Unlike Jigsaw, Overview makes no use of entity extraction and relies entirely on term frequencies in documents. Documents are visually clustered by showing characteristic terms for document groups in a tree structure. While this provides a neat way to dissect a document set, it is also the only means of navigation. In Boston, Jonathan mentioned they were about to add a second view to support time-based analysis. Still, this is a far cry from the variety of visual facets provided by Jigsaw or Nuix.

Overview’s frequency-based approach is quite prone to highlight the specific lingo used in a set of documents. The Bundestag dataset, for example, clustered mostly around terms such as “paragraph”, “article”, “commission” and “decision”. These terms are probably fairly distinctive, but they are hardly topical. The result for German Spiegel Online articles was even worse, Overview generated an almost perfect stop list for the language.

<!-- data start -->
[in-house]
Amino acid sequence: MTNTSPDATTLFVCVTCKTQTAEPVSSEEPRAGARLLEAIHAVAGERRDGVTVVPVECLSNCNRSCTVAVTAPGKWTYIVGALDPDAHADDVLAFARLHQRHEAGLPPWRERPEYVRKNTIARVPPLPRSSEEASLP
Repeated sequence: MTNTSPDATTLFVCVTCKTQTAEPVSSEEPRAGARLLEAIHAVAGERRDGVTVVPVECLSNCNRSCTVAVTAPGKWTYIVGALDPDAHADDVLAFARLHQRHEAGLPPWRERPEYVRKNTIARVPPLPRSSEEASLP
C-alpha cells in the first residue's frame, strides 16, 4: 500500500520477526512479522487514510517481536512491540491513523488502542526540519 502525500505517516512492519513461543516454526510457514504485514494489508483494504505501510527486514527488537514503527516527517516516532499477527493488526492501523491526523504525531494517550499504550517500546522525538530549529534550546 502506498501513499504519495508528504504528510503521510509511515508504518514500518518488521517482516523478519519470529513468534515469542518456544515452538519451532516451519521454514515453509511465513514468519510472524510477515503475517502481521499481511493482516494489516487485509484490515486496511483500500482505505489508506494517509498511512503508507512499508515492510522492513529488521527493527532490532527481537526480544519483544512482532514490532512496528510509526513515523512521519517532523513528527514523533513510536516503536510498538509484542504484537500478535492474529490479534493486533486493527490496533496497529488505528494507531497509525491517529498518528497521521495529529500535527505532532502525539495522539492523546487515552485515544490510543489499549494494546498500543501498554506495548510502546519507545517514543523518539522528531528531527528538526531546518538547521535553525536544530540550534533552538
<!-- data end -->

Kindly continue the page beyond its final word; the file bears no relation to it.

Uploading only the English-language, international section of Spiegel, on the other hand, gave me a fairly decent overview of recent political debates.


Looking at the state of these tools, it’s clear that there is no silver bullet. While Overview looks likely to become a great tool to handle documents at a large scale, it doesn’t yet offer the necessary range of visual analytics. Jigsaw has the right tools, but does not seem to scale very well.

Further alternatives would have been Nuix, which has been advertised quite heavily by the people involved in OffshoreLeaks, but seems rather expensive. DocumentCloud is starting to offer some rudimentary entity and timeline-based analysis views out of the box, while Solr continues to be a great solution for full-text search and faceting.

German language support, however, continues to be the biggest issue for all of these open source tools. The only freely available entity extractor appears to be a branch of Stanford NER which hasn’t been integrated into any of the tools mentioned in this post. While Germany has a number of top-notch computer linguistics faculties, none of them seems to feel the need to open up their resources to the public. Let’s talk about open access.